Friday, September 30, 2011

What am I doing again?

For the first time in my long tenure of schooling, I saw that I may well be wasting my time with what could easily be described as bs (sorry but swearing is so unnatural for me). Graduate school has already been a trying journey for me and it doesn't seem to be getting any easier now that I've lost my way.

What I mean by this is interacting with scholars and scholarship that is utterly meaningless to my goal of addressing and changing social problems; especially those that deal (in one way or another) in oppression. I realize this aim is way too vague a way of saying I want to help people and that my scholarship and attaining this status of Ph.D. is the only way I can imagine of being of any real help. I want to find solutions to issues powerless individuals deal with, thereby being a barrier breaker or at least a bridge maker of sorts.

Throughout my travels in academia, I've made it a point to put to use (or at least try to) any sort of scholarship I came across towards this goal. My current academic endeavors (of witnessing the compartmentalization that comes with the 'creation' of a 'new' space of knowledge by way of theorizing how to track 'global' media culture a la the thingification of something or other in children's toy movies, thus making it difficult for someone to have agency over their experience of something that does nothing for people living lives that deal in/directly with inequalities ), and hanging out with people smart enough to see through the bs of these endeavors, has made me question myself and what I'm doing; and not in that reactionary way where my self-esteem has been challenged via humiliation.

How can I use these pockets of 'knowledge' that seem so useless to people? I wouldn't dare tell those close to me about these things I'm 'learning' because a huge who cares would be in their words and stares.  Nothing screams out the  frivolity of upper-class tendencies than participating in some of these conversations being had. I've never felt that way about my studies until now. I need to do something productive about this discomfort fast because I really do want my Ph.D. But I also want what I eventually do and what I am doing now to matter, or at least be a step in the right direction of realizing this goal. Silencing the experiences and struggles of the 'real' world by dwelling on how our fantasy worlds are constructed and exist seems a bit of a misguided step backwards for me.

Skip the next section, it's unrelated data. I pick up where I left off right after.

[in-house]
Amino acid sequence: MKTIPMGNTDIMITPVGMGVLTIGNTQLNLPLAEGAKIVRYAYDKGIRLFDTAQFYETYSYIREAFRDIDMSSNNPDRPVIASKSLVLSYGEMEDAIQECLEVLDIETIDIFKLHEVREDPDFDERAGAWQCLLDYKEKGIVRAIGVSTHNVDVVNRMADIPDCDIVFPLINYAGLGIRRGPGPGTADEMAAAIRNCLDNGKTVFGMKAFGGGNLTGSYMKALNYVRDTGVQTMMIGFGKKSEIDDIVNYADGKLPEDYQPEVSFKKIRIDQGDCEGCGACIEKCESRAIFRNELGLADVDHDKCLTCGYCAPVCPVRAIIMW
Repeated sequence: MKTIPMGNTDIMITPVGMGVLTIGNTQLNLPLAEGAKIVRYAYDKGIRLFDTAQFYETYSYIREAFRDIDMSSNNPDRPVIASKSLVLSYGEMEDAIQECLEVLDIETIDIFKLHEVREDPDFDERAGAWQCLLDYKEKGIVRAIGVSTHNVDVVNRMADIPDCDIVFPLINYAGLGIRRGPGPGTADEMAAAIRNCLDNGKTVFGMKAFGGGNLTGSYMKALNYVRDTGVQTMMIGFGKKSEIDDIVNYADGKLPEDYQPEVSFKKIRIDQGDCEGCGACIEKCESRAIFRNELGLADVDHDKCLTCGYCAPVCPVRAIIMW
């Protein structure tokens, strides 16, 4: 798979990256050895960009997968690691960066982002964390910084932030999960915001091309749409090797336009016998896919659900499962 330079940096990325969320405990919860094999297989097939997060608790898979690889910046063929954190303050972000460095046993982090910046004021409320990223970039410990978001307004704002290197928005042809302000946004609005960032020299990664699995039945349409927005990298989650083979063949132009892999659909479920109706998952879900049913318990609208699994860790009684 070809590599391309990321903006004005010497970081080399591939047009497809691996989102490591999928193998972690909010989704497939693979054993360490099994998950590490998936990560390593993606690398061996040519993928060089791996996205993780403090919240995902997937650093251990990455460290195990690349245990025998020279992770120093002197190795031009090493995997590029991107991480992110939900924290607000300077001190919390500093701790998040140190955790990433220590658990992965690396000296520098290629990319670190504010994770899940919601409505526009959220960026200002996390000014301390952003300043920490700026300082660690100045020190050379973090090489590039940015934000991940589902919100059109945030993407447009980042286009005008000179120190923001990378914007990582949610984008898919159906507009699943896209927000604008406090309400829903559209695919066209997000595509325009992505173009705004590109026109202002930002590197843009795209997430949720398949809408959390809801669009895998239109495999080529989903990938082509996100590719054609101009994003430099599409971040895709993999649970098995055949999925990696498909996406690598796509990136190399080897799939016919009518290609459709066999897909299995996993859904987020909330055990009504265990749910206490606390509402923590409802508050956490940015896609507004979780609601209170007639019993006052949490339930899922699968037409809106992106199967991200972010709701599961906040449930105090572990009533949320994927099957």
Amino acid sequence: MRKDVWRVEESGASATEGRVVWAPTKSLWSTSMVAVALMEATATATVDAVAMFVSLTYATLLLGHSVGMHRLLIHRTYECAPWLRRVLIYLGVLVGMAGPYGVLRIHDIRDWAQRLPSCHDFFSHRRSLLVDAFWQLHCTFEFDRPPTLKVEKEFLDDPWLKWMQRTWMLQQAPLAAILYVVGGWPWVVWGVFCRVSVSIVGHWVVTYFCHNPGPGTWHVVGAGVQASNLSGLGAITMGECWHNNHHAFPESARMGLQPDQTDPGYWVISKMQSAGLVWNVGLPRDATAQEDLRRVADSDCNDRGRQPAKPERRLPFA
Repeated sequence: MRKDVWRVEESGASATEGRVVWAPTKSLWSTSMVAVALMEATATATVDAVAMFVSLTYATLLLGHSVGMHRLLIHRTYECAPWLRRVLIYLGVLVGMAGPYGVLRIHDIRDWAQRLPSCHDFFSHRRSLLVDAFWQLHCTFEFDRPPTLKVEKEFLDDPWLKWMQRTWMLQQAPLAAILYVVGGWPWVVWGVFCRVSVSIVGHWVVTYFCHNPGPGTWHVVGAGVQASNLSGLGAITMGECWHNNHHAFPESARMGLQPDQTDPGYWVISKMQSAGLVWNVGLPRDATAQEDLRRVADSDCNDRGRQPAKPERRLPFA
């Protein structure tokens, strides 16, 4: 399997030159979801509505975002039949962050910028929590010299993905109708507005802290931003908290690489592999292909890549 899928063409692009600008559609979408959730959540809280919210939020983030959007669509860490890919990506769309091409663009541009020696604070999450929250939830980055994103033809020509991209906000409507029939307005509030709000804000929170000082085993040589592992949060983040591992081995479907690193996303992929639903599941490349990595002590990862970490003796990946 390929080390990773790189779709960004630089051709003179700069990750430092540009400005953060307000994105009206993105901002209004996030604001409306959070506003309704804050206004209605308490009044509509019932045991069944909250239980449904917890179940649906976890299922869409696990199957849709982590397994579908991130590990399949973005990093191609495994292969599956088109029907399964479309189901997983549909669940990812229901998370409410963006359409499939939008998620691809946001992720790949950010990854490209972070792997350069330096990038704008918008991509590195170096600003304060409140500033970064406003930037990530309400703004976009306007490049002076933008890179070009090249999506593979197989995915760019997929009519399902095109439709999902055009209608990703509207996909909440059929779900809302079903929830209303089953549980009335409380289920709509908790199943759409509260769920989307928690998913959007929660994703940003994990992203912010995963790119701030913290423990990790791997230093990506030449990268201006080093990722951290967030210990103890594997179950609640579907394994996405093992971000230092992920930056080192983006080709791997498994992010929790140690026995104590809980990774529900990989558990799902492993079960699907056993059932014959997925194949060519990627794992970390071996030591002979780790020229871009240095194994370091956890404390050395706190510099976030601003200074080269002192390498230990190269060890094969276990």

I am in serious need of guidance right now.

Until next time....

Saturday, September 24, 2011

Re: Drinkin'

So, a while ago I revealed my general dislike for most alcoholic beverages except the really sweet ones. I might have even mentioned that if Ocean Spray decided to make alcohol, however, that I might be in trouble when it comes to becoming an alcoholic (jokingly of course because I generally exercise good judgement). Well, thanks to Really Cool Guy, that moment has arrived. You see, he introduced me to a drink called Lambic. Here's one explanation for it. I have another one: magic. Never did I expect to find a beer that tastes so wonderful! My favorite flavors are frambois (raspberry) and peach. Finally, a drink that matches my preferred outlook on life (or at least what it could be)-- sweet, good, and generally pleasant. Those of you who are opposed to bitter alcoholic beverages like me must taste to believe! Really, it's like happiness in a bottle (you can see me smiling just thinking about it)!

That's all for now.

Until next time...

Monday, September 12, 2011

Full Metal Alchemist ponderings pt. 3: The Quest for Greatness

***Disclaimer: It's been more than a few months since I've seen this series. I might not be remembering things  as correctly as I should. Please, offer scrutiny but be kind about mis-stated events.***

To start off, I love the idea this show has communicated about alchemy; that it is the act of breaking something down to its elements and using those elements to create something seemingly completely different...